Visiting Vietnam last December, 44 years after he first arrived as a U.S. Navy officer, Secretary of State John Kerry spoke movingly about how our nations are putting the past behind us.
Addressing business people and students, Secretary Kerry said, “I can’t think of two countries that have worked harder, done more and done better to try to bring themselves together and change history.”
Once adversaries, now partners, the U.S. and Vietnam are working together in a Comprehensive Partnership on economics, energy, the environment and international security. However, given our political, historical and cultural differences, it is understandable that there remain challenges, such as human rights.
After more than eight decades of colonial rule and more than four decades of wars, Vietnam understands the importance and value of human rights. We are engaging with the administration and Congress, taking serious steps to further human rights in our country. Vietnam aspires to be a state of the people, by the people and for the people — a goal that is at the heart of the American heritage and enshrined in Vietnam’s legal system. In 2013, after receiving more than 26 million comments from our citizens on the Internet, our National Assembly adopted a new Constitution, with its entire Chapter II devoted to 36 provisions dedicated to citizens’ rights.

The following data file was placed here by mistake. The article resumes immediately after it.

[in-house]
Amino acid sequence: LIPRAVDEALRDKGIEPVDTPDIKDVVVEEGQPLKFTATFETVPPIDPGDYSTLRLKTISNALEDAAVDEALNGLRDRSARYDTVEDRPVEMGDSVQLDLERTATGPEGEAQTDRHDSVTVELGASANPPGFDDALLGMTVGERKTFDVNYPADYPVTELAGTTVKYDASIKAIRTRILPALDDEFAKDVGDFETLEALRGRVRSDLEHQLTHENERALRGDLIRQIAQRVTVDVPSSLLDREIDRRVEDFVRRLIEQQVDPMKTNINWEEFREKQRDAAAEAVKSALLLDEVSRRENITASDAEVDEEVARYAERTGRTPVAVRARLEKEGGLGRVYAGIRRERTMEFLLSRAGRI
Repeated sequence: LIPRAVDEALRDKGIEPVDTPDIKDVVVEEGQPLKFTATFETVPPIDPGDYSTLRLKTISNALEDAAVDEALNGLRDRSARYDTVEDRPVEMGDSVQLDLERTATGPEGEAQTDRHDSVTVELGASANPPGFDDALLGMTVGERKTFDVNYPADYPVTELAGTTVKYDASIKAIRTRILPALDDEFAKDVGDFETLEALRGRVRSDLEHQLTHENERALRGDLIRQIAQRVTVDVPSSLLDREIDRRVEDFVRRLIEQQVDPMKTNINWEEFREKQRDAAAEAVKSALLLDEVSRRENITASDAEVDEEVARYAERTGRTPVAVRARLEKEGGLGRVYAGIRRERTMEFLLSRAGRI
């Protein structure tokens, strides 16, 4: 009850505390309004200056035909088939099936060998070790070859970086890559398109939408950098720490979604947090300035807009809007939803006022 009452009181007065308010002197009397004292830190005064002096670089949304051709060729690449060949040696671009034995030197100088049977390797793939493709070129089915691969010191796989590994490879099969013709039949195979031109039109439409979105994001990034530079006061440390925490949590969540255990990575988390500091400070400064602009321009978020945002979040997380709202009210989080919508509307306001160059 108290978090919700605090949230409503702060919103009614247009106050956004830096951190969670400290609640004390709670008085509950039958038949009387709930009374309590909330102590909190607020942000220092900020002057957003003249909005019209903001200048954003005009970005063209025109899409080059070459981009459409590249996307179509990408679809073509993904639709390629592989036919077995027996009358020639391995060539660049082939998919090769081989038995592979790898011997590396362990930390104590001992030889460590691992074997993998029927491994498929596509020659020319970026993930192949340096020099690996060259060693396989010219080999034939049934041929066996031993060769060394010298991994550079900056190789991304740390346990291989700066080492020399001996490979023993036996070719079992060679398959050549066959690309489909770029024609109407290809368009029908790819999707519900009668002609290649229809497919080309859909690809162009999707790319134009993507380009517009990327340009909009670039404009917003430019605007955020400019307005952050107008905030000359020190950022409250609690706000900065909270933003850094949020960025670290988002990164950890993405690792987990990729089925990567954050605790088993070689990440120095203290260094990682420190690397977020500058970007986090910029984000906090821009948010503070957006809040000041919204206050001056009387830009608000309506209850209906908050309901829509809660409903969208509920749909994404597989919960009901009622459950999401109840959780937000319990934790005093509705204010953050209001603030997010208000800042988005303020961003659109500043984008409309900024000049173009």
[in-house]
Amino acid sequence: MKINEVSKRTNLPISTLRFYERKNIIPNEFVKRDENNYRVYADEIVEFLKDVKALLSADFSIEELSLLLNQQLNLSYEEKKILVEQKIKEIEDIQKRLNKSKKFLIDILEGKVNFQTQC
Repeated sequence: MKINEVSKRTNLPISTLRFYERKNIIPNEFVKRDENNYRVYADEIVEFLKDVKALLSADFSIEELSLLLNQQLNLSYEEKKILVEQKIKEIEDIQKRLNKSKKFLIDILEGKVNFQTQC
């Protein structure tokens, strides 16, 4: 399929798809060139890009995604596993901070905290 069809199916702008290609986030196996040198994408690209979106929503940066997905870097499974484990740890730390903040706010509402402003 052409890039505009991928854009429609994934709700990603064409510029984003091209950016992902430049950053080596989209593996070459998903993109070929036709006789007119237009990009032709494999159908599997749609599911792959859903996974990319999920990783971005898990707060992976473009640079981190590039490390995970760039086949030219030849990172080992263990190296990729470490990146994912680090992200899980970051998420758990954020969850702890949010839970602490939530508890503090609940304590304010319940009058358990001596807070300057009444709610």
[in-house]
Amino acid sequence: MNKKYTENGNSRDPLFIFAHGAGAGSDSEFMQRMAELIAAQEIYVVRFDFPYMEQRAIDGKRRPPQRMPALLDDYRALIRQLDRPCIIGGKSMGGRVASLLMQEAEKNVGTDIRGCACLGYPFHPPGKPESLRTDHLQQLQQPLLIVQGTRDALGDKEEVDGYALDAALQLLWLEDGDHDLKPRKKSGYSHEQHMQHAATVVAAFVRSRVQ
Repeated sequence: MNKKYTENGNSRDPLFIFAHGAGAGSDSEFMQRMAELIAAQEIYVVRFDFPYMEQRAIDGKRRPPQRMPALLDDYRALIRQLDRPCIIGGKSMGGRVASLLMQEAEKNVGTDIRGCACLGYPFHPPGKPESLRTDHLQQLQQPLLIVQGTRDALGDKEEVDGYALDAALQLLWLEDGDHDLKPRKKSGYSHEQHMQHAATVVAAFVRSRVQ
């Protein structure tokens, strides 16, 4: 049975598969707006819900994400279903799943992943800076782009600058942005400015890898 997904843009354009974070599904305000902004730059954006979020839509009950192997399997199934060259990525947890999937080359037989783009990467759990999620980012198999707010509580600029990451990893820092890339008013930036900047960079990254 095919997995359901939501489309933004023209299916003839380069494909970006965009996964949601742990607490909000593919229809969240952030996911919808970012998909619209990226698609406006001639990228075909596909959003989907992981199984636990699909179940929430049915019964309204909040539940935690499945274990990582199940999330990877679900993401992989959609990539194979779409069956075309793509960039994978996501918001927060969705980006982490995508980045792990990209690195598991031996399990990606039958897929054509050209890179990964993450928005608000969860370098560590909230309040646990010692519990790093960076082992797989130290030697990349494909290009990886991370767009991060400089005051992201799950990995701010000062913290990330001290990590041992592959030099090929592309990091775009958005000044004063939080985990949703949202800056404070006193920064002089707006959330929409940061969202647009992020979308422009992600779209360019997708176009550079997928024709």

As a great American President, Franklin D. Roosevelt recognized freedom of speech and freedom of worship go hand-in-hand with freedom from fear and freedom from want. Vietnam’s economy is growing by an average of five to six percent annually, creating one million new jobs a year. From 2008 to 2012, average annual per capita income grew by 50 percent, and poverty declined by four percentage points. Economic growth allows Vietnam to invest more in the human development that is the cornerstone for human rights.
And Vietnam is one of the model nations in achieving the United Nation’s Millennium Development Goals. Vietnam outperforms countries with significantly higher income levels in education and health care outcomes. The country has achieved — ahead of the deadlines — most of the goals, most notably in poverty reduction, universal primary education, gender equality, maternal and child care, and control of malaria and other epidemics.
Vietnam has joined seven of nine United Nations Treaties on Human Rights, ratifying international conventions protecting the rights of women, children, and people with disabilities and prohibiting torture and human trafficking. We have participated in successive Universal Periodic Reviews by the United Nations Human Rights Council and are implementing their recommendations. Last year, Vietnam joined the UN Convention against torture, and we are amending the penal code, reducing the number of crimes punishable by death. In 2013, Vietnam became a member of the United Nations Human Rights Council.